After the ‘reckoning’ comes damning proof Hollywood values women less than men

Anne Kingston: Women like Michelle Williams have stepped up for networks and studios beset by sexual harassment scandals. Their reward? Absurdly unequal pay.

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Mark Wahlberg (L) and Michelle Williams attend the premiere of Sony Pictures Entertainment’s “All The Money In The World” at Samuel Goldwyn Theater on December 18, 2017 in Beverly Hills, California. (Kevin Winter/Getty Images)

Mark Wahlberg (L) and Michelle Williams attend the premiere of Sony Pictures Entertainment’s “All The Money In The World” in Beverly Hills, Calif. (Kevin Winter/Getty Images)

Update: Mark Wahlberg and his agency William Morris Endeavor have donated a combined $2 million in Michelle Williams’ name to the Time’s Up legal defence fund.

A very rich man once told me: “If you don’t ask, you don’t get.” I thought of him—and his confident, tough-guy adage—when news broke, and outrage mounted, over Mark Wahlberg being paid 150 times more than Michelle Williams for reshoots of All the Money in the World; the additional work was required because Kevin Spacey was dropped from the film (and replaced by Christopher Plummer) after being accused of unwanted sexual touching by several men. Because he asked, Wahlberg netted $1.5 million. Williams’ people didn’t ask for more, and she received a standard per diem totalling less than $1,000. It wasn’t the first revelation of sexual-harassment-induced wage inequality. Hoda Kotb, who replaced a disgraced Matt Lauer as a Today Show co-anchor, is being paid $18 million less than her predecessor who took home $25 million annually.

That the post-Harvey Weinstein “reckoning” has morphed into an “accounting” of gendered wage inequality in Hollywood was inevitable. Reports of rampant sexual harassment in the entertainment industry laid bare power dynamics in which women and men can be exploited; that women are paid less than men (with women of colour even lower on the pay scale) provides literal proof that they’re less valued. The two are tethered, of course: money confers power (and vice-versa), hence, the decades’-long wilful blindness to reports of sexualized abuse by profit centres Weinstein, Bill Cosby et al. Post-Weinstein, we’re watching it work both ways, with women leveraging their box-office clout to speak out, and even to successfully banish men accused of harassment and assault. That we saw when Gal Gadot refused to appear in the Wonder Woman sequel unless producer Brett Ratner was removed from the project.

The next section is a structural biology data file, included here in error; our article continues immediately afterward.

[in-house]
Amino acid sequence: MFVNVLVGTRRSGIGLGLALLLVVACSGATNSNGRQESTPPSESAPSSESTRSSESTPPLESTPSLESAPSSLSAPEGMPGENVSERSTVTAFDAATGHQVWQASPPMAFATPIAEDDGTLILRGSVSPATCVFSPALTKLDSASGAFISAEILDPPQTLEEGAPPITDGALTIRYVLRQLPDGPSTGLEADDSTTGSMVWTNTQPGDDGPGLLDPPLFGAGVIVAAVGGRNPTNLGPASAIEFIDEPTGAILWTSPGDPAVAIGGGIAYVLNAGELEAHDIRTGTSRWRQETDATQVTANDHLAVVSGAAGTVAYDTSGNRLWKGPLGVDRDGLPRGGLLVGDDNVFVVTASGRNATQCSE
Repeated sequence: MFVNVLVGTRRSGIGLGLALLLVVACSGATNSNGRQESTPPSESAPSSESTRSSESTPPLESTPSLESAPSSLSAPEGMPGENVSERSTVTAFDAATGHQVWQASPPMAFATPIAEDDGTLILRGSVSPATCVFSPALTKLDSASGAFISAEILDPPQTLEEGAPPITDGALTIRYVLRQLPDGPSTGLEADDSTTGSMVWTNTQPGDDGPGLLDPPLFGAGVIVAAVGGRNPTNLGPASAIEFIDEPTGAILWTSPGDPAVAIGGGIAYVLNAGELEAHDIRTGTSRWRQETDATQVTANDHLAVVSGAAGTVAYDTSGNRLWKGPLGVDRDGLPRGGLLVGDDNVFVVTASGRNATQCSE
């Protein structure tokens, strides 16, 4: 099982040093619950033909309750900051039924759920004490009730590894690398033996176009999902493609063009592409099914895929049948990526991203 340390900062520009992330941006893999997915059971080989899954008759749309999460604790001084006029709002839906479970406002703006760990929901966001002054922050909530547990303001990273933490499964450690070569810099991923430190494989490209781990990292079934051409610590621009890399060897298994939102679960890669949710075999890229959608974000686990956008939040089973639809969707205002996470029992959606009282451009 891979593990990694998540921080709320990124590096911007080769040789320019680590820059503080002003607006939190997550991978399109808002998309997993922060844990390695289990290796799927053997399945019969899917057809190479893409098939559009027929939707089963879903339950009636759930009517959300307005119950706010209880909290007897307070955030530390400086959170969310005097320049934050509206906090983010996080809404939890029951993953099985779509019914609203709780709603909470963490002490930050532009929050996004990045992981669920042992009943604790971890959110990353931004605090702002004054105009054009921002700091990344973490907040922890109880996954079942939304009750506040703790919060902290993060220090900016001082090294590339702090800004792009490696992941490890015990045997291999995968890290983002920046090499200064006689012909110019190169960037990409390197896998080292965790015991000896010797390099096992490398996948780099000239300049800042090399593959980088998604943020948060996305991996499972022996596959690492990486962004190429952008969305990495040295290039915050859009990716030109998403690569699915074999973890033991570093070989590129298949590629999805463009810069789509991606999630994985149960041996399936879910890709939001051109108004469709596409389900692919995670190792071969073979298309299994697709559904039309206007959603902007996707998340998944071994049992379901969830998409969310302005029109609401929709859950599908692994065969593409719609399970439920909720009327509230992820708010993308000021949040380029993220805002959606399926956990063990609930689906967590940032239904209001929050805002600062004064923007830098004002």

RELATED: What we know—and have always known—about this moment in sexual harassment

Of course, it’s difficult to see injustice or mistreatment when salaries of millions of dollars are involved. But the excuses marshalled to justify seven-figure pay gaps inside the entertainment industry are the same as those used to justify four-figure pay gaps outside of it. For instance, Wahlberg, or his “people,” were painted as the shrewder negotiators; they demanded extra money for the reshoots; Williams’ agent didn’t. In other words, “he asked” so “he got.” (That both actors are represented by the same agency,  William Morris Endeavor, raises more questions and adds a layer of irony.) We heard similar arguments vis-a-vis Kotb—that Lauer must have been the better negotiator, that he’d worked at the network longer, that he’d started at a higher salary, that network morning shows can no longer afford mega-high salaries, and so on. But Kotb is doing the exact same job; arguably, she’s under additional pressure to regain credibility and boost the ratings of a program damaged by allegations of Lauer’s behaviour. The wage gap in Williams’s case is, in retrospect, more egregious: she was the movie’s central character; her performance has received more critical acclaim; she received a Golden Globe nomination, further publicizing the movie, while Wahlberg—currently the highest paid male actor—did not.